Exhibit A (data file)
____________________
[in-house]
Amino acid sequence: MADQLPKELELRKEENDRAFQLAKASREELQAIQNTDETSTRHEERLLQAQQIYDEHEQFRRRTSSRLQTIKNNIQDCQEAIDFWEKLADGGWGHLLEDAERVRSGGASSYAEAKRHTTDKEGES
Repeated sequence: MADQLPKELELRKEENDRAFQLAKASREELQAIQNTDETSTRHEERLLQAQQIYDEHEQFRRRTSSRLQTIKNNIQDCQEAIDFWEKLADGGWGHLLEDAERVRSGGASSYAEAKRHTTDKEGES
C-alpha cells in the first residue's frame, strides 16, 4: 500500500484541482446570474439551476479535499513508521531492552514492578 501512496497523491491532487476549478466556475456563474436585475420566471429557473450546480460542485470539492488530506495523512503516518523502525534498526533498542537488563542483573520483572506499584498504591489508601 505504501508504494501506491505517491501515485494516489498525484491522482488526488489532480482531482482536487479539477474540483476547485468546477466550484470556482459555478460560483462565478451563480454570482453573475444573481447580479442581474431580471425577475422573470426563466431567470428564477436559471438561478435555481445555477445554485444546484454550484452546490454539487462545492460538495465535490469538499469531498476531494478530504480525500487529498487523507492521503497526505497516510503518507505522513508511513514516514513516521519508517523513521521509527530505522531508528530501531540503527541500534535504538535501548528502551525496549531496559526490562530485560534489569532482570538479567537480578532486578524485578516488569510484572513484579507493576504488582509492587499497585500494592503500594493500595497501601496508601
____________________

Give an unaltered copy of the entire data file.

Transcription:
[in-house]
Amino acid sequence: MADQLPKELELRKEENDRAFQLAKASREELQAIQNTDETSTRHEERLLQAQQIYDEHEQFRRRTSSRLQTIKNNIQDCQEAIDFWEKLADGGWGHLLEDAERVRSGGASSYAEAKRHTTDKEGES
Repeated sequence: MADQLPKELELRKEENDRAFQLAKASREELQAIQNTDETSTRHEERLLQAQQIYDEHEQFRRRTSSRLQTIKNNIQDCQEAIDFWEKLADGGWGHLLEDAERVRSGGASSYAEAKRHTTDKEGES
C-alpha cells in the first residue's frame, strides 16, 4: 500500500484541482446570474439551476479535499513508521531492552514492578 501512496497523491491532487476549478466556475456563474436585475420566471429557473450546480460542485470539492488530506495523512503516518523502525534498526533498542537488563542483573520483572506499584498504591489508601 505504501508504494501506491505517491501515485494516489498525484491522482488526488489532480482531482482536487479539477474540483476547485468546477466550484470556482459555478460560483462565478451563480454570482453573475444573481447580479442581474431580471425577475422573470426563466431567470428564477436559471438561478435555481445555477445554485444546484454550484452546490454539487462545492460538495465535490469538499469531498476531494478530504480525500487529498487523507492521503497526505497516510503518507505522513508511513514516514513516521519508517523513521521509527530505522531508528530501531540503527541500534535504538535501548528502551525496549531496559526490562530485560534489569532482570538479567537480578532486578524485578516488569510484572513484579507493576504488582509492587499497585500494592503500594493500595497501601496508601